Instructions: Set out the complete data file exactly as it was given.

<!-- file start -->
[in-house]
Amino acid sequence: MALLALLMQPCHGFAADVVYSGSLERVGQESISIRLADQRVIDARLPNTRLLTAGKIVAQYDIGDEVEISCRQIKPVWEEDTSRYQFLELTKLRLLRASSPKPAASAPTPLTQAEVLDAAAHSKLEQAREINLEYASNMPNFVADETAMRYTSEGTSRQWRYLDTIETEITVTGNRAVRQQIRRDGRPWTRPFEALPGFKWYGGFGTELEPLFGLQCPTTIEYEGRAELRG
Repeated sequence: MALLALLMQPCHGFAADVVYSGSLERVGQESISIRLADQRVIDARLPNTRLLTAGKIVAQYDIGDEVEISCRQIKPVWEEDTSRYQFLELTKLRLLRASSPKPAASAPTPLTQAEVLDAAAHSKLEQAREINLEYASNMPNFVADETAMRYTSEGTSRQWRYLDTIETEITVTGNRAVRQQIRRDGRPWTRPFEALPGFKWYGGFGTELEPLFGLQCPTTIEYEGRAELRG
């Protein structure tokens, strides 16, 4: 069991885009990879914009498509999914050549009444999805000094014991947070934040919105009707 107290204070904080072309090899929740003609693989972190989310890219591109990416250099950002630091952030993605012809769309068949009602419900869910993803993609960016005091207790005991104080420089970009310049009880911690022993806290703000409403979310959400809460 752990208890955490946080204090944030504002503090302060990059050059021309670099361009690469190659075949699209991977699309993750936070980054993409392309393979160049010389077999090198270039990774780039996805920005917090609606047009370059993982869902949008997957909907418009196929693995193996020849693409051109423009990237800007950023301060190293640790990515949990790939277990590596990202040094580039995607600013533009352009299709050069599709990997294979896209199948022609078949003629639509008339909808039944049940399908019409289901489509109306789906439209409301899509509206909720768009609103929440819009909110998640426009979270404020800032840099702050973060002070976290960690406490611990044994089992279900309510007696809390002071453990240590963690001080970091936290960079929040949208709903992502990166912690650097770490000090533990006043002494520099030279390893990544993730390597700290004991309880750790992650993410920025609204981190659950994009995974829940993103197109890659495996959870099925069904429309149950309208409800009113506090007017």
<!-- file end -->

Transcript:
[in-house]
Amino acid sequence: MALLALLMQPCHGFAADVVYSGSLERVGQESISIRLADQRVIDARLPNTRLLTAGKIVAQYDIGDEVEISCRQIKPVWEEDTSRYQFLELTKLRLLRASSPKPAASAPTPLTQAEVLDAAAHSKLEQAREINLEYASNMPNFVADETAMRYTSEGTSRQWRYLDTIETEITVTGNRAVRQQIRRDGRPWTRPFEALPGFKWYGGFGTELEPLFGLQCPTTIEYEGRAELRG
Repeated sequence: MALLALLMQPCHGFAADVVYSGSLERVGQESISIRLADQRVIDARLPNTRLLTAGKIVAQYDIGDEVEISCRQIKPVWEEDTSRYQFLELTKLRLLRASSPKPAASAPTPLTQAEVLDAAAHSKLEQAREINLEYASNMPNFVADETAMRYTSEGTSRQWRYLDTIETEITVTGNRAVRQQIRRDGRPWTRPFEALPGFKWYGGFGTELEPLFGLQCPTTIEYEGRAELRG
């Protein structure tokens, strides 16, 4: 069991885009990879914009498509999914050549009444999805000094014991947070934040919105009707 107290204070904080072309090899929740003609693989972190989310890219591109990416250099950002630091952030993605012809769309068949009602419900869910993803993609960016005091207790005991104080420089970009310049009880911690022993806290703000409403979310959400809460 752990208890955490946080204090944030504002503090302060990059050059021309670099361009690469190659075949699209991977699309993750936070980054993409392309393979160049010389077999090198270039990774780039996805920005917090609606047009370059993982869902949008997957909907418009196929693995193996020849693409051109423009990237800007950023301060190293640790990515949990790939277990590596990202040094580039995607600013533009352009299709050069599709990997294979896209199948022609078949003629639509008339909808039944049940399908019409289901489509109306789906439209409301899509509206909720768009609103929440819009909110998640426009979270404020800032840099702050973060002070976290960690406490611990044994089992279900309510007696809390002071453990240590963690001080970091936290960079929040949208709903992502990166912690650097770490000090533990006043002494520099030279390893990544993730390597700290004991309880750790992650993410920025609204981190659950994009995974829940993103197109890659495996959870099925069904429309149950309208409800009113506090007017």